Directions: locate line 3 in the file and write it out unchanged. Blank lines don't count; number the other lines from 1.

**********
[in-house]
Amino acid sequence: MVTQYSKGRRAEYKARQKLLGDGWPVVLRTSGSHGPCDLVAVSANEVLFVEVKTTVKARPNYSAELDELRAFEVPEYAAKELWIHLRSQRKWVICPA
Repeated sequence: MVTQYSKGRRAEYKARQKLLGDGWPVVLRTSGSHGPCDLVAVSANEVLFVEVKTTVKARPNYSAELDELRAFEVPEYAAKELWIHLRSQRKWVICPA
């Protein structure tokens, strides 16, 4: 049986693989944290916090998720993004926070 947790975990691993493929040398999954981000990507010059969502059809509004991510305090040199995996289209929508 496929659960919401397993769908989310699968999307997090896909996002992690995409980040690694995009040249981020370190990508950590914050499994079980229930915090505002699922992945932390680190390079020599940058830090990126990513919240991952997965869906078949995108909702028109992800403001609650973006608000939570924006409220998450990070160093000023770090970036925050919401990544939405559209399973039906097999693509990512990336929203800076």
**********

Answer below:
Repeated sequence: MVTQYSKGRRAEYKARQKLLGDGWPVVLRTSGSHGPCDLVAVSANEVLFVEVKTTVKARPNYSAELDELRAFEVPEYAAKELWIHLRSQRKWVICPA